We recommend that not only the military but [Canadian] advisors and negotiators be sensitized to gender issues in conflict to appreciate the importance of implementing 1325and 1820. Other stakeholders in a conflict zone such as police and government personnel should be similarly educated. The specific requirements of girls and women must be addressed. In Canada, the Manley Report supports these demands for Afghanistan.
Canada must encourage the development and reinforcement of women in the role of the judiciary and in government in states recovering from conflict.
We recommend that Canada, and other states provide dedicated funding to these approaches, including general capacity-building for women and girls. .
Ideally, within Canada and elsewhere, every single piece of legislation, every resolution should be screened by legislators at all levels of governance to ask how does this affect women? Are women including in the vetting of the resolution, in the implementation of it?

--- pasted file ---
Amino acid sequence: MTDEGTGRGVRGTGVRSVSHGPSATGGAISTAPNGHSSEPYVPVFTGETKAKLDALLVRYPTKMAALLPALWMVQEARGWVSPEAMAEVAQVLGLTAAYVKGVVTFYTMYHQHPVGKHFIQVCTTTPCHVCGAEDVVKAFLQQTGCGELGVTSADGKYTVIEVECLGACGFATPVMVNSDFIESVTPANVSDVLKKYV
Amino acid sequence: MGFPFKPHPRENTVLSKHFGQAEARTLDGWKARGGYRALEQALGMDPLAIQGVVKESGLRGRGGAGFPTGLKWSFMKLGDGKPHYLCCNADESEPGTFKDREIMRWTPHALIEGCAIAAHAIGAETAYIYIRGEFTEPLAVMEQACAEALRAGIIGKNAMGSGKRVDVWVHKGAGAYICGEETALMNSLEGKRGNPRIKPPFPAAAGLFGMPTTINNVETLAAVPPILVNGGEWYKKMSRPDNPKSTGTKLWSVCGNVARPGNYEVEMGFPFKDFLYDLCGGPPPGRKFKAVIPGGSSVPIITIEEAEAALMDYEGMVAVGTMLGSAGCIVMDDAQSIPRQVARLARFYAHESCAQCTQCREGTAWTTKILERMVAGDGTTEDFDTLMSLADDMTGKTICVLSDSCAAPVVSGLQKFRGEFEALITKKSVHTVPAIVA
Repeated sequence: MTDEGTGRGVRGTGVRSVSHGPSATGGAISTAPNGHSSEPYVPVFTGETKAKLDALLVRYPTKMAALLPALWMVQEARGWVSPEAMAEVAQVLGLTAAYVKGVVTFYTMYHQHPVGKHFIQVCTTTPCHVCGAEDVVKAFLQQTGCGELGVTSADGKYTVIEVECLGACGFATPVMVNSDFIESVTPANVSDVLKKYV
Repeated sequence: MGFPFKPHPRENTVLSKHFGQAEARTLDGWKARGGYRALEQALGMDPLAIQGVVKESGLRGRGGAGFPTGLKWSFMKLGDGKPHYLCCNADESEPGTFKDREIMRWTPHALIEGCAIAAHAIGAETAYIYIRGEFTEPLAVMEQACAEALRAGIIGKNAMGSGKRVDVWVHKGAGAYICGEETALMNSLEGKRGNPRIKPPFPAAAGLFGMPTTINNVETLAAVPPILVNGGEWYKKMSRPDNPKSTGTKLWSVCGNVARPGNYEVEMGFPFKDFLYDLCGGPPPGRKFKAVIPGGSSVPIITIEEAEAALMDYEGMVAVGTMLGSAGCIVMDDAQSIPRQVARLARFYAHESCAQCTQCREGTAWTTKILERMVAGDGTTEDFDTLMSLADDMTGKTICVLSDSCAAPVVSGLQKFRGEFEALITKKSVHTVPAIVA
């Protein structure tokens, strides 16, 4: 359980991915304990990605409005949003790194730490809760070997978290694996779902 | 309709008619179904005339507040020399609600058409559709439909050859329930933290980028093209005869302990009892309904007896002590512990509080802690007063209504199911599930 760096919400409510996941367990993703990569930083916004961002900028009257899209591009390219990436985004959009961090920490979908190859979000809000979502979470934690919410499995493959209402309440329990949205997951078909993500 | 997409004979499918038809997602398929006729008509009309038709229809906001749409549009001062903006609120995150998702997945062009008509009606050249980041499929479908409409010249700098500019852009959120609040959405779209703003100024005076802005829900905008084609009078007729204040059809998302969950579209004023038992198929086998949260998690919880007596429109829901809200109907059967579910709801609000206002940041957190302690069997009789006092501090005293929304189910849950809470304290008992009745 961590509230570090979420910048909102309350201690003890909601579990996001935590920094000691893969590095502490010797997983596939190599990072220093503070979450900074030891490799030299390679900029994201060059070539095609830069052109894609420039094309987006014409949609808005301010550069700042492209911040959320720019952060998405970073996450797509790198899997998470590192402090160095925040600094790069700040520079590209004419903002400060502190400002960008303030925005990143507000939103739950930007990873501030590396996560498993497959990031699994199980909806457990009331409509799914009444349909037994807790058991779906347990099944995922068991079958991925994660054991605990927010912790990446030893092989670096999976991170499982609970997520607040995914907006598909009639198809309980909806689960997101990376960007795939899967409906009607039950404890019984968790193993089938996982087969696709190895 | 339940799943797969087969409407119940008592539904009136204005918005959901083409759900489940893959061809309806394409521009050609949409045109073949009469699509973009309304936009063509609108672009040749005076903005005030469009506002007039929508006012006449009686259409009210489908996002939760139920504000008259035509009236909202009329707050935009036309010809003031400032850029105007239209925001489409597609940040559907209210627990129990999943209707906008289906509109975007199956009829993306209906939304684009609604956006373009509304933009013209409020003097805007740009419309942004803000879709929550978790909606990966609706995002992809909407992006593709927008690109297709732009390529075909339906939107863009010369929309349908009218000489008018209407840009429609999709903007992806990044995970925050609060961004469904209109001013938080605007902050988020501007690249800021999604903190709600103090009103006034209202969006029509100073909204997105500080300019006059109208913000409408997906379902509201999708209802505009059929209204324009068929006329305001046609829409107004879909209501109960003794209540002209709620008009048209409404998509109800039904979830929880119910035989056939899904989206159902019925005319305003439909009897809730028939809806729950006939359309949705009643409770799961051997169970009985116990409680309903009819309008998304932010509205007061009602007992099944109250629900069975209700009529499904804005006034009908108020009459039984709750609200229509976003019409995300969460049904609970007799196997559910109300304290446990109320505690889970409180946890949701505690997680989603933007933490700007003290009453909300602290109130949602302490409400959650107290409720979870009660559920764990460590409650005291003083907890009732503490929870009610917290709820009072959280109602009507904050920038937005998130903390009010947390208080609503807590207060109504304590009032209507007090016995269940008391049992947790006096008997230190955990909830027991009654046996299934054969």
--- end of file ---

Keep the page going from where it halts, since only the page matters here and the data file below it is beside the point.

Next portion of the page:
We recommend that systematic consultations be undertaken by the Department of Foreign Affairs with relevant NGOs begin. The last of these informal consultations was in 2006.
We recommend revival of the specific consultative process implemented in Canada following the adoption of SC res. 1325 which brought together relevant NGOs, civil servants, M.P.s and Senators under joint Senate and MP leadership. This practice of new diplomacy was all too brief. It fizzled for lack of governmental financial support.